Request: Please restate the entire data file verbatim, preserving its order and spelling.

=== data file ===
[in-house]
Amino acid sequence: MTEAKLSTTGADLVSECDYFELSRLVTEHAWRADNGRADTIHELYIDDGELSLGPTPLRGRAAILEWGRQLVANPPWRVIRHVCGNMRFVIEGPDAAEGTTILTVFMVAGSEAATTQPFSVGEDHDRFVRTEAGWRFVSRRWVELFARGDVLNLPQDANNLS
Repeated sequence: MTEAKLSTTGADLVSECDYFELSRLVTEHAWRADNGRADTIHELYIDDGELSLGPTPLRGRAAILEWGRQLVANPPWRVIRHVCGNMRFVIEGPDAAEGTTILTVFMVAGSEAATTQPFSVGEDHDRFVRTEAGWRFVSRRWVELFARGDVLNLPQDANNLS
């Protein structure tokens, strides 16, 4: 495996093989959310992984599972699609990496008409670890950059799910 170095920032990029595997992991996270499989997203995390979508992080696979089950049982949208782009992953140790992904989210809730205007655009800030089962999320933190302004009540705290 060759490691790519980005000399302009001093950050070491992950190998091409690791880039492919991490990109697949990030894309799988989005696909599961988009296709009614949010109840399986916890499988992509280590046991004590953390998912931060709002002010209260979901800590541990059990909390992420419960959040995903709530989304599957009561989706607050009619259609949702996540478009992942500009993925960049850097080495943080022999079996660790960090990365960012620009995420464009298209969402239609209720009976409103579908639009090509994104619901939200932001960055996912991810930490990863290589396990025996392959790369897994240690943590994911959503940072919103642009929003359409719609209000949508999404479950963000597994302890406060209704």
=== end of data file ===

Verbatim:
[in-house]
Amino acid sequence: MTEAKLSTTGADLVSECDYFELSRLVTEHAWRADNGRADTIHELYIDDGELSLGPTPLRGRAAILEWGRQLVANPPWRVIRHVCGNMRFVIEGPDAAEGTTILTVFMVAGSEAATTQPFSVGEDHDRFVRTEAGWRFVSRRWVELFARGDVLNLPQDANNLS
Repeated sequence: MTEAKLSTTGADLVSECDYFELSRLVTEHAWRADNGRADTIHELYIDDGELSLGPTPLRGRAAILEWGRQLVANPPWRVIRHVCGNMRFVIEGPDAAEGTTILTVFMVAGSEAATTQPFSVGEDHDRFVRTEAGWRFVSRRWVELFARGDVLNLPQDANNLS
């Protein structure tokens, strides 16, 4: 495996093989959310992984599972699609990496008409670890950059799910 170095920032990029595997992991996270499989997203995390979508992080696979089950049982949208782009992953140790992904989210809730205007655009800030089962999320933190302004009540705290 060759490691790519980005000399302009001093950050070491992950190998091409690791880039492919991490990109697949990030894309799988989005696909599961988009296709009614949010109840399986916890499988992509280590046991004590953390998912931060709002002010209260979901800590541990059990909390992420419960959040995903709530989304599957009561989706607050009619259609949702996540478009992942500009993925960049850097080495943080022999079996660790960090990365960012620009995420464009298209969402239609209720009976409103579908639009090509994104619901939200932001960055996912991810930490990863290589396990025996392959790369897994240690943590994911959503940072919103642009929003359409719609209000949508999404479950963000597994302890406060209704």